The next step for hotel TVs: Command of the guestroom

Soon, some guestrooms will be controlled entirely through the TV and associated mobile loyalty apps.

Because so many guests bring their own content with them on the road, hotels are seeing fewer and fewer uses for the guestroom in the traditional sense. Randy Gaines, SVP of operations & new openings, Americas at Hilton, has fond memories of loading VHS tapes into a larger system located behind the scenes, piping the video into guestrooms and charging guests $9.95 a pop—even making a profit in the process. “We aren’t making video on demand revenue anymore because you can pull something up that you downloaded at home wherever you are,” Gaines said.

Instead, Gaines envisions a hotel guestroom controlled by the TV. Lights, thermostats and more will all be controlled by an almost desktop-like interface built into the TV, and eventually Hilton wants to store guest preferences in its loyalty app to create consistency from stay to stay.

It’s all about doing more with less. Guests are already facing the TV throughout most of their stay, why not use it to control the room? Jonas Tanenbaum, VP of sales for Samsung Electronics’ hospitality TV division, agrees, particularly about providing hotels with a customizable welcome screen to draw in guests' attention and help them engage with the property.

FREE DAILY NEWSLETTER

Like this story? Subscribe to Operations!

Hospitality professionals turn to Operations as their go-to source for breaking news on guest rooms, food & beverage, hospitality trends, management, and more. Sign up today to get news and updates delivered to your inbox daily and read on the go.

“From there we get into concepts such as allowing the TV to connect to the [property-management] system, provide folio reviews or manage guest check-in/check-out,” Tanenbaum said.

Travelers want access to the same technology they have at home when on the road, which is growing to be a tall order.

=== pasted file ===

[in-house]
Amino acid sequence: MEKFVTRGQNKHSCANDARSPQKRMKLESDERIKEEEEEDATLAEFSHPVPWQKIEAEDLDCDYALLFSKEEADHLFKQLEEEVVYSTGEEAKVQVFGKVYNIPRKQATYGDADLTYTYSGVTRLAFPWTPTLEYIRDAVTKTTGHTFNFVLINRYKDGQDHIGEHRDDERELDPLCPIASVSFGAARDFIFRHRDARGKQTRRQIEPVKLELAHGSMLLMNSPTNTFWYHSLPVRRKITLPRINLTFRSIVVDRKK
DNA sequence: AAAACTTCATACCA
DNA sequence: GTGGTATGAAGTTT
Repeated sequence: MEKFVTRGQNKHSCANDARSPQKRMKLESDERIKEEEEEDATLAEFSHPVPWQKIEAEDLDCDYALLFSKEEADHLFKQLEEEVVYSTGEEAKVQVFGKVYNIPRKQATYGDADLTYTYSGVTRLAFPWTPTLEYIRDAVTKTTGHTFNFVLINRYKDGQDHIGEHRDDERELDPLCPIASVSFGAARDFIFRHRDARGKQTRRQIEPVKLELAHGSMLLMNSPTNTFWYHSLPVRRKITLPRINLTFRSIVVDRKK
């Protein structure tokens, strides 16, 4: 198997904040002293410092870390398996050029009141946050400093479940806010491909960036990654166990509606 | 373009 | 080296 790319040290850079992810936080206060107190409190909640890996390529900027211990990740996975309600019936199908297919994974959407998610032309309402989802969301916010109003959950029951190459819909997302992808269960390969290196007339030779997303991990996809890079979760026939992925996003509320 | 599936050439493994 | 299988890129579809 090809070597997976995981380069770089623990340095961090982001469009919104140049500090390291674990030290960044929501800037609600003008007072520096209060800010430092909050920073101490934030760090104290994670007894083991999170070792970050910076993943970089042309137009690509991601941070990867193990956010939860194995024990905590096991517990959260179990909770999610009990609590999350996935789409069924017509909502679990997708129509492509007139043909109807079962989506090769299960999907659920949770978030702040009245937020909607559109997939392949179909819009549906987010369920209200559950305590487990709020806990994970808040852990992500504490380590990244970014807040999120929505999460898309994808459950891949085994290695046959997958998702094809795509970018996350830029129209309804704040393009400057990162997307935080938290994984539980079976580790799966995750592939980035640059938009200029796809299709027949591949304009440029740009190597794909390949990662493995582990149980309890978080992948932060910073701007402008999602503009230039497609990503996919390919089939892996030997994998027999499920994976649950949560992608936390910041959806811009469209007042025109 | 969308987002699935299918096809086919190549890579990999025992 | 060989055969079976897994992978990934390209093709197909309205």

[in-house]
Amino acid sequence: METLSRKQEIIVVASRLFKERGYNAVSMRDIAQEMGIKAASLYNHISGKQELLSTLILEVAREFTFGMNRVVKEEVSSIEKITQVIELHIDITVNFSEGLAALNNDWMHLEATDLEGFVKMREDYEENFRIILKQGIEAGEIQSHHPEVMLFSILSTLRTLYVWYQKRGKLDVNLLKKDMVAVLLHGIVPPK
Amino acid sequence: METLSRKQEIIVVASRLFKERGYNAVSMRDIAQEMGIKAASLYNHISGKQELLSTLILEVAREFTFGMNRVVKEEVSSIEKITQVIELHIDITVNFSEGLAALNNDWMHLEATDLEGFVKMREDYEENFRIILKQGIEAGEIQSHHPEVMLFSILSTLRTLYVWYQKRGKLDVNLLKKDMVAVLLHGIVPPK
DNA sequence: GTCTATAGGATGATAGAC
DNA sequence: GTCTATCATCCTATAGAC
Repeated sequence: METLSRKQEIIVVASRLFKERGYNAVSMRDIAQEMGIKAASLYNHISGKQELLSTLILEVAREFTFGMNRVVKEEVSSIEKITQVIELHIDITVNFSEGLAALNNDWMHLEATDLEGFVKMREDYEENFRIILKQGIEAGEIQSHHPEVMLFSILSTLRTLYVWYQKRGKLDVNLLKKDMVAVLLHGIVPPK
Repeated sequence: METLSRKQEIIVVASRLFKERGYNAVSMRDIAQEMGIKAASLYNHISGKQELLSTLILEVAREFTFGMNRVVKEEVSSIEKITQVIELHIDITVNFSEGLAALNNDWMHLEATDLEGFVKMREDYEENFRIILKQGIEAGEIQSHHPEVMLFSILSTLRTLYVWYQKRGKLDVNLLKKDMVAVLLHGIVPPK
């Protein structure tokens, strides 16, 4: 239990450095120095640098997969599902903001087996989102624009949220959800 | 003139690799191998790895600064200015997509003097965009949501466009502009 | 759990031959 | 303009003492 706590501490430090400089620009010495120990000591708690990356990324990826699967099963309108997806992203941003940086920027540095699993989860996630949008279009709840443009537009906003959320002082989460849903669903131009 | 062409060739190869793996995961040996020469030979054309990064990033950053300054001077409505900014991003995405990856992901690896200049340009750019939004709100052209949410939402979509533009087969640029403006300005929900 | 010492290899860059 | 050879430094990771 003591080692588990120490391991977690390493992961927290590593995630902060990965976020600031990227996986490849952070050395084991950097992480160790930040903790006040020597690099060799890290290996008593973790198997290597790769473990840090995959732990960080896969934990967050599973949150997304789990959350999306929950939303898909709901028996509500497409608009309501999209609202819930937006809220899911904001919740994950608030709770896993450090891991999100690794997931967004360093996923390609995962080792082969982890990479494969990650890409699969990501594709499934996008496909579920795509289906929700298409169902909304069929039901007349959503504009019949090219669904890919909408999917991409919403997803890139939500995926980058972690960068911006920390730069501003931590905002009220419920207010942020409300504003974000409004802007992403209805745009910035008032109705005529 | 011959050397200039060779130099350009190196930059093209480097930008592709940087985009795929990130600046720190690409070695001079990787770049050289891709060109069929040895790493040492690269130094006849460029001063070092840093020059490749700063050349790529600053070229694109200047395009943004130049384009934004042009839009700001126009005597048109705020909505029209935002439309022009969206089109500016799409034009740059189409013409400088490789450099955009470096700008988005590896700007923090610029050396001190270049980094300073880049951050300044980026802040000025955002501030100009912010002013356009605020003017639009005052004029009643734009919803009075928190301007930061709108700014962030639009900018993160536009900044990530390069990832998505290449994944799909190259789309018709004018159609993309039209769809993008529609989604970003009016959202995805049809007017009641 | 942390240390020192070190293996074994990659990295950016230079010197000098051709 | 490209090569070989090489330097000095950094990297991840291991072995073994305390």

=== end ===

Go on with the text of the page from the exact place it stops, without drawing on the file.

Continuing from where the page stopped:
Chris Barton, national account manager, head-end systems and SI partner management at LG Electronics, said hotels need to abandon the “one-size-fits-all” mentality when purchasing TVs because the volume of options available make it impossible to recommend a single model or functionality to even a single brand.

Above all, Barton said hotel guests are looking for amenities and technology that imitate what they have in their own homes, citing picture quality, entertainment options, electronic program guides, phone-pairing capabilities, embedded applications and viewing angles. The first step hoteliers can make to ensure they are buying a TV their guests will use is being honest with who their guests are and what they want out of a TV.

“In the same way that, as consumers, guests can choose from a wide variety of consumer-grade TVs to fit their precise viewing needs at home, hoteliers can elevate the in-room guest experience with a TV that fits the brand’s aesthetic, offerings and hospitality solutions as a whole,” he said.

Suggested Articles

The 1.25-million-square-foot property, slated to open in December 2020, will include 777 guestrooms and an outdoor pool amphitheater.

The 60-room resort in Breckenridge, Colo., is the first of several planned Gravity Haus properties.

The owner/operator plans to strategize on further international projects after the hotel’s opening, which is slated for March 2021.